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What do your students need? Back to School Management Tip

 

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Click on the picture to be sent to rafflecopter for multiple chances to win a $50 gift card to tpt or amazing resources from over 30 great teacher authors.

 

I adore pinterest for classroom arrangements and decorations.  One year, I diligently searched and figured out how to make an enormous Chicka Chicka Boom Boom Tree.  Another year I decorated in Truffula trees and Dr. Suess themes.  My fellow teachers and parents raved about the room but I eventually began to ask the question of what the students actually thought of their classroom.  Their answers surprised me and changed the way I both set up my classroom and ran it for the rest of the year.

If I just asked, “Do you like this room?” They answered, ” Yes” until one brave soul said, “It is really pretty but we didn’t make it so it doesn’t feel like our classroom.”  That is a huge statement.  I realized that even though I had strived to have a student centered classroom, I had made a beautiful-to-the-adult-eye classroom and not necessarily what my students needed.

To change the classroom, I started asking lots of questions.  “Do you like it when the walls have lots of colors?  How do you like the lights in the classroom; should we use the light from the windows only or the overhead lights? What kind of areas should we have in our classroom?”  This opened up a whole new world of information to me.  My students didn’t all have the same opinions so we would survey them and then talk about the results.  How can we make these preferences work for everyone?

Getting to know me learning edition (2)

Examples of questions to survey your students on.

What ended up happening was that the class as a whole began to develop empathy and understanding for the different preferences or needs that were in the classroom.  We also began to mix up our day, using the light from the windows for writer’s workshop and listening to background music while we did math.  It also made the discussion of how to make our classroom community the best that it could be a regular part of our classroom culture.  Kids felt free to talk about things that bothered them and then the other students would work on solutions for them.

My room may not look as pinterest ready now, though sometimes the students hit on an idea that we can go all out for, but I’ve gained a caring, peaceful class culture that I would never change.  Parents often tell me that their students feel safe and cared for by both me and their peers.  I couldn’t ask for a better learning environment than that.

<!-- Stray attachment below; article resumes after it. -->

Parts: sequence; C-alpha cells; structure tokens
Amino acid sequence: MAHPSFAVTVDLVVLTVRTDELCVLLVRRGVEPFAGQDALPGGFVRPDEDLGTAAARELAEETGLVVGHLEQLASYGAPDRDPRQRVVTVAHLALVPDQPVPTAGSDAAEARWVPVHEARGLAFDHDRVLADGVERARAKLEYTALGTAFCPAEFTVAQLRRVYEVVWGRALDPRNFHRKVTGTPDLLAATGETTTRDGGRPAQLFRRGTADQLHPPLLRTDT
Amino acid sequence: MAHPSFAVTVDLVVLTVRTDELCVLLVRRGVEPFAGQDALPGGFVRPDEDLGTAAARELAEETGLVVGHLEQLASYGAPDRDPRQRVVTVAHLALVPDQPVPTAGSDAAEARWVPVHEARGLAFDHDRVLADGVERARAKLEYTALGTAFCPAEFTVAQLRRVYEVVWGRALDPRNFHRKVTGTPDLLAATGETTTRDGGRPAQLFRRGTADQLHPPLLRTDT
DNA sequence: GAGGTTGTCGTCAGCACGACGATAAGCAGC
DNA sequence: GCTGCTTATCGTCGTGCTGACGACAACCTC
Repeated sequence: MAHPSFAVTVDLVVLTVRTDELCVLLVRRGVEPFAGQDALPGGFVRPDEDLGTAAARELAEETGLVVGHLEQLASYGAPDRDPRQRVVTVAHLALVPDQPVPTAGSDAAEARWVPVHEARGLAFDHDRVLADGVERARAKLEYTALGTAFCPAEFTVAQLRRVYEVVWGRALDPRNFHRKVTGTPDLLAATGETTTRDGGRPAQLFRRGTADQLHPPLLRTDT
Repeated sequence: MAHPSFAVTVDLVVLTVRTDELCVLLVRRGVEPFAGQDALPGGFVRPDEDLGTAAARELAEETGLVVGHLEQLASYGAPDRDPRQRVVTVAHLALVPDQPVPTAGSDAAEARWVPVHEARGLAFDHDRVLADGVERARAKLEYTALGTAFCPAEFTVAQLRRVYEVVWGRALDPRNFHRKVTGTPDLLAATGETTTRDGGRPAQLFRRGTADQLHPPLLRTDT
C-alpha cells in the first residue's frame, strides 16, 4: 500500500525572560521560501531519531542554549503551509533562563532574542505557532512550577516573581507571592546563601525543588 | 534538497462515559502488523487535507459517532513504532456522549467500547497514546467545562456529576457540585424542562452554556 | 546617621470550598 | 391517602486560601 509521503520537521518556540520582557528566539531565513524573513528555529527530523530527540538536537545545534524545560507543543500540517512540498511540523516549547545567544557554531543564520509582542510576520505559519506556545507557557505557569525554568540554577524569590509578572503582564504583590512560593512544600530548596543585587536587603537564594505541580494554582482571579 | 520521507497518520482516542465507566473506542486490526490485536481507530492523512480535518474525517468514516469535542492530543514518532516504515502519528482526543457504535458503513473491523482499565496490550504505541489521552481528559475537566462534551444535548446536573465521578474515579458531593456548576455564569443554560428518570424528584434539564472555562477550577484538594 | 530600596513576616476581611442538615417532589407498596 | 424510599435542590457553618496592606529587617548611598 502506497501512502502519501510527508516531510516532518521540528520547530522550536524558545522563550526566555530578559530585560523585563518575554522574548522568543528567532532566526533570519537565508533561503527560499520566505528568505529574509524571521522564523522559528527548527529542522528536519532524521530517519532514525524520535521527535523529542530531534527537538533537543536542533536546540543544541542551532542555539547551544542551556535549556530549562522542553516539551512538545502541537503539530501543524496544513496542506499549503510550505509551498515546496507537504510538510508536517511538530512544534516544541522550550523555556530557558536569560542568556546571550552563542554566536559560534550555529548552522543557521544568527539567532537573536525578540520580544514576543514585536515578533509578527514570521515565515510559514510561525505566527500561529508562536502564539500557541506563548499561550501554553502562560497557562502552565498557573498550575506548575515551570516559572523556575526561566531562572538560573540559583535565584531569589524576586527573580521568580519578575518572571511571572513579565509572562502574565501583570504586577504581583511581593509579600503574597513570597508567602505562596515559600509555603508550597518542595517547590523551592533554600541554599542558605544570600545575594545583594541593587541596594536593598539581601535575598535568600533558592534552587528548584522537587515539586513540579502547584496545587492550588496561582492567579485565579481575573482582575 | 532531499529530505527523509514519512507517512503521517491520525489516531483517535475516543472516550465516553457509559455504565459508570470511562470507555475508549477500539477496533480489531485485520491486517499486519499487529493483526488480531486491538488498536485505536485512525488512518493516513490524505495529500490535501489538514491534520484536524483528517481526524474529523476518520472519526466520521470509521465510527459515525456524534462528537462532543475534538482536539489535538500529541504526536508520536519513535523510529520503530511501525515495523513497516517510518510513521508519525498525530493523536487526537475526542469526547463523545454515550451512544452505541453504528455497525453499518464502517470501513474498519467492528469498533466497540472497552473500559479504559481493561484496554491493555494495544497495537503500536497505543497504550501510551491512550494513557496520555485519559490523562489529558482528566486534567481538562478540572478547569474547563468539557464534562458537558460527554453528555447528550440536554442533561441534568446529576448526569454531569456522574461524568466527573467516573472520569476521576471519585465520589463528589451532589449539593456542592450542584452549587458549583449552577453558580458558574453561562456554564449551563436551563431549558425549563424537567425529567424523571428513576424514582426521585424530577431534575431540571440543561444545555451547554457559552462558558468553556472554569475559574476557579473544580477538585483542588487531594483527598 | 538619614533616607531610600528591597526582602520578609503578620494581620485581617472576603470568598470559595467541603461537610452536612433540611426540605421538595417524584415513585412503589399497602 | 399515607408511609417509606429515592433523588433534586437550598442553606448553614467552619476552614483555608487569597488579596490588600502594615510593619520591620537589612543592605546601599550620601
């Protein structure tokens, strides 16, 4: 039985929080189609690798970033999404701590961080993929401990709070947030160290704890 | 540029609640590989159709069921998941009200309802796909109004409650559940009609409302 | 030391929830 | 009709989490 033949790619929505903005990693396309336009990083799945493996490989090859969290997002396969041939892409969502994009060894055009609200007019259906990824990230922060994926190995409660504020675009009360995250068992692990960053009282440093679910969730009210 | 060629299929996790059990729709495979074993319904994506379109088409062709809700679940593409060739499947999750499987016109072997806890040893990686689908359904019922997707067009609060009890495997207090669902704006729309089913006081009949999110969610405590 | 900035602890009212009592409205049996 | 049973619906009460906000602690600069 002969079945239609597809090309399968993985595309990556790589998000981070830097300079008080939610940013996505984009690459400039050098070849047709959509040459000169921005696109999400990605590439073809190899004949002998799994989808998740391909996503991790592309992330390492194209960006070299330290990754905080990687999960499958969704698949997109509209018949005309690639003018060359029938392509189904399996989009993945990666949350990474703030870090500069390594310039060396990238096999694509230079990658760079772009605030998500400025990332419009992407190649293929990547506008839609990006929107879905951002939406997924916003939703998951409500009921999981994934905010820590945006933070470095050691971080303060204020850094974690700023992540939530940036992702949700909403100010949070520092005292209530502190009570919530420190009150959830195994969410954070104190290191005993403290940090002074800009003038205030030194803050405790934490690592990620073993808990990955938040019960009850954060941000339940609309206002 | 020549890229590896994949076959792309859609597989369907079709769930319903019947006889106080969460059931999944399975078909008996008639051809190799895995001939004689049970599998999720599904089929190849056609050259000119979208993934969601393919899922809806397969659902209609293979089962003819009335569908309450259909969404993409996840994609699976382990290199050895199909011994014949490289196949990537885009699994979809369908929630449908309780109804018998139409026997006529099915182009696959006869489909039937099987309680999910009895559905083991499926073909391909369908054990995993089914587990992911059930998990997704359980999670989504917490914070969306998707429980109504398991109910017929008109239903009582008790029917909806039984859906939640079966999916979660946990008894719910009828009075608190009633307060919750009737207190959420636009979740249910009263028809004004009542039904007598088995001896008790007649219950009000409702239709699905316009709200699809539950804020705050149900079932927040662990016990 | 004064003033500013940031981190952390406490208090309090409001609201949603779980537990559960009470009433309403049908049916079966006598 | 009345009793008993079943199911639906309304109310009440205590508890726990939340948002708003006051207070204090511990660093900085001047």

You can ask your students a question a day or you can take some class sessions and let them survey their peers.  This is a freebie that lets kids tell you about their learning preferences.  It also includes some follow up activities to let them tally the results of the class as a whole and then form class agreements based on that information.  Just click on the picture below.

Back to School

Little Vikings

Follow the blog hop to get more beginning of the year classroom management and organization ideas.  Keep following through all the blogs – there are lots of brillant ideas being shared!

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Back to School

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Meaning: You are about to leave the summer holidays. This is typical of a European road sign that lets drivers know they are leaving a city.

Summer is officially winding down and teachers are starting to slowly turn their minds to the next school year.  I’m scheduled to have  a baby on the first official day back to school, but I can’t stop the ritual of trying to figure out what would work best in my classroom this year.  I’ve been tasked by my colleagues to use my baby’s sleeping times as possible times to create resources for them.  🙂   I’ve got a list of about 30 roleplays, activities, units, etc.  Somehow, I think I won’t accomplish them all.

I did spend some sleepless nights creating an Early Years Classroom Decor Pack that has word wall headers, number posters, 6 months of calendar tiles, visuals for color words, days of the week, months of the year and more.  It is all of the basics I’ve always needed in a lower elementary classroom.  You can pick it up at 50% off for another week.

BTS cover early years

Plus, I’m posting a teacher link up with lots of great Back to School resources at great prices.  Get them now or wishlist them so you are ready for tpt’s inevitable back to school sale.

Adventures in Elementary

Finally, I want to give a shout- out to the amazing Anya.  She not only created the graphics for this blog but she drew my store logo.  She deciced that since we’re having a baby, the graphic needs to be redesigned to show all three kids.  Not only did she do that, but she added a custom onesie.  Such a nice gesture, my heart is full.

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I hope your enjoying the last bits of your summer and are happily gearing up for the great year we have ahead of us!

Little Vikings

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Fair vs. Equal

If there are any words I’ve come to dread as a parent or a teacher, “It’s not fair!” is the phrase I dread the most.  It is an extremely hard phrase to reason with.  My husband tells me that when he was a child, he and his brother used to put their drinks side by side every night so they could guarantee that they both had gotten the exact same amount of juice as the other.  My kids try to do the same with popcorn and my students try it with seemingly everything.

The funny thing about these two words is that even though kids (and sometimes school systems) treat them like synonyms; they are not.

What is equal?